Plaintiff acknowledges the line of cases that suggest judicial reluctance to supervise fees set by an administrative agency, but argues that in each of the cited cases, the agency's fee-setting authority was granted by a specific statutory provision. Thus, in Chernock v. Gardner, supra, 42 U.S.C. § 406 gave the administrator the right to set maximum fees for attorneys appearing on behalf of those claiming Social Security benefits. Plaintiff contends that the deference shown in those cases to agency discretion is inapplicable here, where the organic statute grants no such power. Rather, plaintiff urges that SBA has arrogated the fee-setting authority to itself by means of regulations promulgated under the certification requirements of § 2[13] and its general authority to issue rules and regulations. Although plaintiff does not challenge the validity of this assumption of authority by SBA, plaintiff does contend that SBA cannot bring itself within the "committed to agency discretion by law" exception of § 10 of the APA when the "law" is so entirely self-created.

A study of the relevant cases, however, reveals that, although courts have apparently not focused on the issues raised by plaintiff, the "committed by law" exception has been found applicable in circumstances where the agency decision was based on regulations issued pursuant to statutory provisions only slightly less broad than those here involved. For example, in Local 2855, AFGE, supra, the 3d Circuit found unreviewable under § 10(a) (2), an Army decision to employ a private contractor to perform stevedoring services at a military ocean terminal that had previously been performed by a local unit of government employees. The Army's action was taken after a comparative cost analysis undertaken pursuant to directives from the Office of Management and Budget (OMB) and various Army and Department of Defense regulations. The regulations limited government reliance on government units to provide commercial services to instances where obtaining the service from a private vendor would result in a significantly higher cost. Id. at 577. Statutory authority for these regulations was derived from the government organization provisions of Title 5, which give the heads of executive and military departments general authority to prescribe regulations for the conduct of its business and management of its employees, 5 U.S.C. §§ 301-302[8] and which also mandate periodic review of the economic efficiency of agency operations and procedures. 5 U.S.C. § 305.[9]Accord, Bullard v. Webster, supra; Kletschka v. Driver, supra. In the present case, § 2[13] of the Act expressly gives SBA authority to condition the loans on the applicants' providing the names of those who assisted in the application process and the fees charged by such persons for their services. It is difficult to envision a purpose for this provision other than an inferred congressional intent for the agency to use the information to regulate the fees and thereby ensure that the public funds of the loan will be largely directed toward the business purpose for which they were allocated. Thus, the step from statute to regulation is not as bold as plaintiff contends; certainly it is a step *400 proportionate to those taken by other agencies in other cases where courts have found that a particular decision has been "committed to agency discretion by law". The agency decision having otherwise met the criteria for this exception, therefore, the court sees no reason to disqualify it simply because the discretionary authority whose exercise is at issue was not directly granted by an Act of Congress.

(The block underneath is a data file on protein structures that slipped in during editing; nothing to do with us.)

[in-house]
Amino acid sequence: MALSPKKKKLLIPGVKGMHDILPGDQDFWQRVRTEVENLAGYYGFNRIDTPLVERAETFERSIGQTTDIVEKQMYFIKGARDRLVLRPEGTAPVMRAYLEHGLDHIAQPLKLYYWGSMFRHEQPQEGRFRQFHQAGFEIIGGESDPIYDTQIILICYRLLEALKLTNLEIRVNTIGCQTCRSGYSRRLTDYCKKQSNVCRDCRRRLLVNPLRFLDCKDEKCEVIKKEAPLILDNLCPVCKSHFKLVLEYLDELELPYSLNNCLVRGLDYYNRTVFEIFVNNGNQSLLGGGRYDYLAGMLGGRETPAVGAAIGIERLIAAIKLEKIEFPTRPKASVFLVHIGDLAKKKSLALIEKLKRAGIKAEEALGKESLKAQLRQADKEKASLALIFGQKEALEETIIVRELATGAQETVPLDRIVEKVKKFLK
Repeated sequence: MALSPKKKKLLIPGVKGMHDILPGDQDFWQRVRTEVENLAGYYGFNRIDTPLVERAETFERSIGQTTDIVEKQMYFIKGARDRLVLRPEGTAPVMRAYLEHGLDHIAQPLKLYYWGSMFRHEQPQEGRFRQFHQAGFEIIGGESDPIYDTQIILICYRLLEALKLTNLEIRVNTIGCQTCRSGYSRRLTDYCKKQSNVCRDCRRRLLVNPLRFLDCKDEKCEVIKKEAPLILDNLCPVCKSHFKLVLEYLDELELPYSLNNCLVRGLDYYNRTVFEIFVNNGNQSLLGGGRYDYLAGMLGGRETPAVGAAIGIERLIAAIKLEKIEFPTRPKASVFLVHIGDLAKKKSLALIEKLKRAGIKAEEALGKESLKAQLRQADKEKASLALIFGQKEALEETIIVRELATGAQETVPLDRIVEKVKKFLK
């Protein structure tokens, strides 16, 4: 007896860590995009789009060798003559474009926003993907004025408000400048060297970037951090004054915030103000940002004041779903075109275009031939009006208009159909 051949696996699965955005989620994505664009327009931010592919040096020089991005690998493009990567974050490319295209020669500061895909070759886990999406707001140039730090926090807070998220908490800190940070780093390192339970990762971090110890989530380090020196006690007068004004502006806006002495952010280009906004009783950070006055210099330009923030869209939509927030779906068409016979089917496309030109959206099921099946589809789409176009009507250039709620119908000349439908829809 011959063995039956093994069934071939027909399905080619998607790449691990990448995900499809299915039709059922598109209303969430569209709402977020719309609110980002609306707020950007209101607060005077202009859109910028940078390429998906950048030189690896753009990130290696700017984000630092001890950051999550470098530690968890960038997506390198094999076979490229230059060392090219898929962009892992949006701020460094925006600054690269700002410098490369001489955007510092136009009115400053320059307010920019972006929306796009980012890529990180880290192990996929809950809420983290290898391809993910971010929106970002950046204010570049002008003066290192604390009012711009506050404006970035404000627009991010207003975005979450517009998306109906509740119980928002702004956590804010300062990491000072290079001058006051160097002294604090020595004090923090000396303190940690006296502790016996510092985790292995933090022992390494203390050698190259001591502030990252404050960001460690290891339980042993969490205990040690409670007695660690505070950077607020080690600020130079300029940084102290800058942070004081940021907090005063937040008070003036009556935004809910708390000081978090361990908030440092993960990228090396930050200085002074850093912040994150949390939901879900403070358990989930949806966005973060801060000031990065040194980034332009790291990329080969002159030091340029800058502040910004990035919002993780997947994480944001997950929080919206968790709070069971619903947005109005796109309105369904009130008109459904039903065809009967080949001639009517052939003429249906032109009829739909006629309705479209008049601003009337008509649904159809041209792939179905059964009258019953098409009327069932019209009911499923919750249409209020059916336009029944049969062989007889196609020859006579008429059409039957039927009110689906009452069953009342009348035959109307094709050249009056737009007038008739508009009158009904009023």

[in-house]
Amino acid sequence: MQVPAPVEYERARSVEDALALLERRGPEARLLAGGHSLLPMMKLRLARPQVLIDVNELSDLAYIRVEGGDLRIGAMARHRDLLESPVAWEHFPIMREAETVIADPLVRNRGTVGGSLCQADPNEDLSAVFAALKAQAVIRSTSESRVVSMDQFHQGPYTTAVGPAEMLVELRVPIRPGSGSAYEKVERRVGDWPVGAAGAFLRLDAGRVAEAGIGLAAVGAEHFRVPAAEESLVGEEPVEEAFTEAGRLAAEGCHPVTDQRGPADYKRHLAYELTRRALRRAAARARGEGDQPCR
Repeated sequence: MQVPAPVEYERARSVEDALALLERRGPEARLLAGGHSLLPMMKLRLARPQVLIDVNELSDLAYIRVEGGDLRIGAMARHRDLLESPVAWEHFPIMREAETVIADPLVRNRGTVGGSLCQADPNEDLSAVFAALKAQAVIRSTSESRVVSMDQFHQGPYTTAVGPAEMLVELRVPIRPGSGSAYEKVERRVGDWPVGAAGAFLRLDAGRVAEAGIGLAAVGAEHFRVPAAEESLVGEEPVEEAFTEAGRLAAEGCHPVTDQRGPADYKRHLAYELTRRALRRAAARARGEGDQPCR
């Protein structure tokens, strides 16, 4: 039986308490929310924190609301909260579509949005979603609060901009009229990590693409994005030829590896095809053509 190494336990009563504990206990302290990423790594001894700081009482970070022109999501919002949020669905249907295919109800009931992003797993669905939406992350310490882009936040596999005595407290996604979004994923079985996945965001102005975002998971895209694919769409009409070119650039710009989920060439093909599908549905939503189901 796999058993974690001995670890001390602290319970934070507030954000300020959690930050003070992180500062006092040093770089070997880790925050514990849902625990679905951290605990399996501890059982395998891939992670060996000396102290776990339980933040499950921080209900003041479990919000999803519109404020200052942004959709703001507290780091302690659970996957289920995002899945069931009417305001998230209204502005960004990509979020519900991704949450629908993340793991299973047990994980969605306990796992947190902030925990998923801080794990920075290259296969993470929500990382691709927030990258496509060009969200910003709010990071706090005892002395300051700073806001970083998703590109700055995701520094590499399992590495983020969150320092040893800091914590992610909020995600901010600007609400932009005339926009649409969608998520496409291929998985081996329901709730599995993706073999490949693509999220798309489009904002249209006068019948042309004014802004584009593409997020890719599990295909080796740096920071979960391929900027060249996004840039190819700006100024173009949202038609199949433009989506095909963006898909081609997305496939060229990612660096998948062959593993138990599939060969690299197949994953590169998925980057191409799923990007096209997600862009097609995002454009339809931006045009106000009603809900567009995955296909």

The concept of reposing unfettered and unreviewable discretion in a bureaucracy should not be adopted without some trepidation. A judicial pronouncement that such actions by a governmental agency are not reviewable even in the face of an abuse of discretion may beget such abuses. However, there are those areas which are properly submitted to agency discretion and that determination is for Congress and not the courts to make. It should be noted here that this conclusion does not give administrative agencies untrammelled authority to insulate themselves from judicial review by regulatory fiat. In the first place, the question of whether the area of decision has in fact been "committed to agency discretion by law" is always reviewable. Furthermore, even if it is found that the decision does come within the § 10(a) (2) exception, review will be still available on the question of whether the action contravenes an independent constitutional or statutory provision. Local 2855, AFGE, supra at 580; Kletschka v. Driver, supra at 444. No such violation is found here. Plaintiff's motion for reconsideration is denied, and defendants' motion for summary judgment is granted.


[1] 13 C.F.R. 103.13-6 (1980) provides: